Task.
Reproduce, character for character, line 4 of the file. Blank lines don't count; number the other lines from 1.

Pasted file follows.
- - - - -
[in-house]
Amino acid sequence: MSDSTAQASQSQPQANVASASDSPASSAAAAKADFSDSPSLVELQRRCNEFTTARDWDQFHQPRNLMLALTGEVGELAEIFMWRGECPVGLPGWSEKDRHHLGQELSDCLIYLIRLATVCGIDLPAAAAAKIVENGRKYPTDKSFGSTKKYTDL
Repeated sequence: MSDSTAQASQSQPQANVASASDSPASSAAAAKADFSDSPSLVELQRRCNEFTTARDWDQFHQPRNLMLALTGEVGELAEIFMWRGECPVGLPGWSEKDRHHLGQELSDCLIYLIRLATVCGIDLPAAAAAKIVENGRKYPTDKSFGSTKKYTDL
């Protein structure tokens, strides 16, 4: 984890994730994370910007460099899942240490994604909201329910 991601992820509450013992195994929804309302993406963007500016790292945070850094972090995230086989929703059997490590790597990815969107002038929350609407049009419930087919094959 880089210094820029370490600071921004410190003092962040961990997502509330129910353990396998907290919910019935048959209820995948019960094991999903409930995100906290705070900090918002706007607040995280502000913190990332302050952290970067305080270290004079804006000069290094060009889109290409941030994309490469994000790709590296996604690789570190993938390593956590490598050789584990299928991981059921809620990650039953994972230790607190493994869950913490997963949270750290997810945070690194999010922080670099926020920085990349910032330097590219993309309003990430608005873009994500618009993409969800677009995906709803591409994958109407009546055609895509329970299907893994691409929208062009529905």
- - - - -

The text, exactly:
């Protein structure tokens, strides 16, 4: 984890994730994370910007460099899942240490994604909201329910 991601992820509450013992195994929804309302993406963007500016790292945070850094972090995230086989929703059997490590790597990815969107002038929350609407049009419930087919094959 880089210094820029370490600071921004410190003092962040961990997502509330129910353990396998907290919910019935048959209820995948019960094991999903409930995100906290705070900090918002706007607040995280502000913190990332302050952290970067305080270290004079804006000069290094060009889109290409941030994309490469994000790709590296996604690789570190993938390593956590490598050789584990299928991981059921809620990650039953994972230790607190493994869950913490997963949270750290997810945070690194999010922080670099926020920085990349910032330097590219993309309003990430608005873009994500618009993409969800677009995906709803591409994958109407009546055609895509329970299907893994691409929208062009529905």